Friday October 30th, 2016 - Mezzo-soprano Magdalena Kožená (above) singing splendidly in Hector Berlioz's Les Nuits d'été with The New York Philharmonic; Maestro Alan Gilbert has paired the song cycle with Rimsky-Korsakov's Scheherazade making for an evening of sensuous, exotic delights...beautifully played.
Tonight marked my fifth hearing of the Berlioz songs performed live: the first was by the unforgettable Tatiana Troyanos at Tanglewood in 1985. In 2007, the delectable Kate Lindsey sang the cycle in a recital at the Goethe Institute: a ravishing performance. A rare opportunity to hear the songs divided up between three singers of differing voice types came in 2012 when the Juilliard Orchestra under Emmanuel Villaume programmed them, paired with the prelude to LOHENGRIN - that was an evocative evening! Most recently - just last week, in fact - Avery Amereau, a distinctive young contralto, sang the Nuits d'été with the American Classical Orchestra.
Ms. Kožená's performance this evening was a revelation: the tall mezzo-soprano - in a marvelous collaboration with Maestro Gilbert and his incredible musicians - offered an interpretation of the beloved songs that was uniquely her own. Her wide-ranging voice was on peak form, with enviable evenness throughout the range, and she is an intriguing story-teller, both in terms of word colourings and the expressive use of her hands.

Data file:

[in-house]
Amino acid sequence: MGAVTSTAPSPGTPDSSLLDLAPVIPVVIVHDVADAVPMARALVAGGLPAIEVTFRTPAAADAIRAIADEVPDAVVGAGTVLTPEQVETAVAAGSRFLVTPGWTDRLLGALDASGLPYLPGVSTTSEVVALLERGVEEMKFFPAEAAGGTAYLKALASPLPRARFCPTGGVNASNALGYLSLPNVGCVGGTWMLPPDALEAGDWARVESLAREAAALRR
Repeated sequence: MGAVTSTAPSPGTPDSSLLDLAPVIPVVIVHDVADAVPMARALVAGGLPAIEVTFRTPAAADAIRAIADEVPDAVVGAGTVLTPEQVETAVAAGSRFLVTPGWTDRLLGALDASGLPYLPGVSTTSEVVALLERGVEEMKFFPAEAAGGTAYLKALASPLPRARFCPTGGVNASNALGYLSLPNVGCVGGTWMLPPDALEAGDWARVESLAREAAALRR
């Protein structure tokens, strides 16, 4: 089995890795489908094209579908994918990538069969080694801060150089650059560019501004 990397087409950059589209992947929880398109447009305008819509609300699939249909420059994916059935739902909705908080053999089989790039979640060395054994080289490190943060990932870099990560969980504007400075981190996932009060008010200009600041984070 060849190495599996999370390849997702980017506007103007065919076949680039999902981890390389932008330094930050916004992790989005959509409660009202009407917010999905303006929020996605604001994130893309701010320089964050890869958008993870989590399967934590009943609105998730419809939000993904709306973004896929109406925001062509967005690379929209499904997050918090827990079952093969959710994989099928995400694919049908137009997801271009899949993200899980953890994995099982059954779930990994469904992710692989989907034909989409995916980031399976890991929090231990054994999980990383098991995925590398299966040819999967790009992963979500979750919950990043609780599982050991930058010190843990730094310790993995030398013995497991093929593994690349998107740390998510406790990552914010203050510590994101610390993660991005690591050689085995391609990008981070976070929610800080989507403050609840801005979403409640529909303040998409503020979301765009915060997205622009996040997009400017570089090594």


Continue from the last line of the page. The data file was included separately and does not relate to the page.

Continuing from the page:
Clad in a black gown shot thru with gold, and featuring a plunging neckline, the auburn-haired singer launched the Berlioz cycle with a lovely and light-hearted Villanelle. Her engaging physicality and clear delight in sharing her prodigious vocal gifts with us set the tone for her entire performance. The voice is wonderfully clear from top to bottom, richly feminine in feeling, and she has a delightful sense of spontaneity, as if the words and music have just come into her mind and she simply must share them with us.
In the evocative Spectre de la Rose, Ms. Kožená's dynamic range came into play; while in general her rendering the songs seemed somewhat more extroverted emotionally that others I have heard, her choices of when to hone the sound down to a sweet softness were all the more alluring for their unpredictability.